Gesicki isn’t having any of that. He said he doesn’t read the negativity directed Donovan’s way, and doesn’t think the offensive coordinator does, either.

“Coach Donovan has taught me anything and everything about being a tight end that I know,” said Gesicki, who, as a former receiver, hadn’t played a single down at tight end until he got to Penn State.

“He’s been there for me every step of the way. … His one trait is that he’s going to do anything and everything possible to not only make his tight ends better, but to make his team better. Coach Donovan puts in an unbelievable amount of time watching film … being there late nights, things that people don’t see outside of the program … and I love playing for him.”

Gesicki said he thinks Donovan is a “phenomenal offensive coordinator” and “a great tight ends coach,” and that he and the rest of the offense is happy to play for him.

And, in terms of reading about criticism, stat-wise, when the tight end was asked if he paid attention to Penn State’s offensive ranking (No. 116 in the FBS in total offense), he offered up the number on which he prefers to focus.

“The one statistic that I do know is that we’re 4-1, and we got four in a row right now,” Gesicki said.

Ball security drills cut down turnovers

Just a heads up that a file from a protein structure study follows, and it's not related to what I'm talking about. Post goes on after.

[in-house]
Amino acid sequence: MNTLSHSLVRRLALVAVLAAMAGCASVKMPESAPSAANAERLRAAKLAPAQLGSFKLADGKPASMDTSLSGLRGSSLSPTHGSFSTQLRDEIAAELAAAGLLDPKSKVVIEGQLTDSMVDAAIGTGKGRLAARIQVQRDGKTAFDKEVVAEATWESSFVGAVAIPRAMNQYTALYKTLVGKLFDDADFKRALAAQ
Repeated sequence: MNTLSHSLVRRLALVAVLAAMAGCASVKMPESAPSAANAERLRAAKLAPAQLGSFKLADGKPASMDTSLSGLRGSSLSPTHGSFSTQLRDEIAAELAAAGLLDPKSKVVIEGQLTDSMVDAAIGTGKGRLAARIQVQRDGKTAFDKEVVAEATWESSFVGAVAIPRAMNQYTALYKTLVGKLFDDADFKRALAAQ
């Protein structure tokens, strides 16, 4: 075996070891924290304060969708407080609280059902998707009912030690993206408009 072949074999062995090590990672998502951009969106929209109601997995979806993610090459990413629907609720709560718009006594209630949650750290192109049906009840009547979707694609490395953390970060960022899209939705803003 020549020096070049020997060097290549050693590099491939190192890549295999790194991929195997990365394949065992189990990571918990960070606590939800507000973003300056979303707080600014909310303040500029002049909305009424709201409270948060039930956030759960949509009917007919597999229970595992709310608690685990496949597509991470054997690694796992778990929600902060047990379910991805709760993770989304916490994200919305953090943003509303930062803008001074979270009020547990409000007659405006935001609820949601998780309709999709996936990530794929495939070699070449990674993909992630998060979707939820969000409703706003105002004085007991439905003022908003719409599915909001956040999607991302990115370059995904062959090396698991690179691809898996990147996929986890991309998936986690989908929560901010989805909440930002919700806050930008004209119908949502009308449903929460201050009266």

Franklin mentioned on Tuesday afternoon that the team spends time each day working on ball security, which has helped with their plus-8 turnover margin, and national top-10-ranked three total turnovers lost so far this season (just one was a fumble, two were interceptions).

The head coach said he encourages each position coach to keep the repetitive drills from getting monotonous, and to make sure that, despite the fact that the drills are done every day, the players are working hard in each execution.

“Yeah, I mean every single practice we have a five-minute period of ball security,” said Gesicki. “We go through different stations and just different groups split up and we go to different coaches and they put us through different ball security drills.”

Receiver Chris Godwin elaborated a bit on Wednesday morning via teleconference.

“One of them is like a stiff-arm drill, where you have the ball high and tight, and you have like, one of your teammates punching at the ball consistently when you’re trying to stiff-arm a (punching) bag,” he said. “And then another one is kind of like a tunnel drill, where you chest the ball, you have a lineup, two lines of teammates that you run through, and they’re punching the ball while you’re running through the tunnel.”

If someone fumbles, Gesicki said, there are different repercussions that are specific to the coach running the drills. Coach Donovan makes players whose hands are a little too slippery do 10 up-downs each time they drop a pass. Coach Charles Huff comes down a little harder on his running backs.

“They’re carrying the ball the most, so the penalties are a little higher for them,” Gesicki said.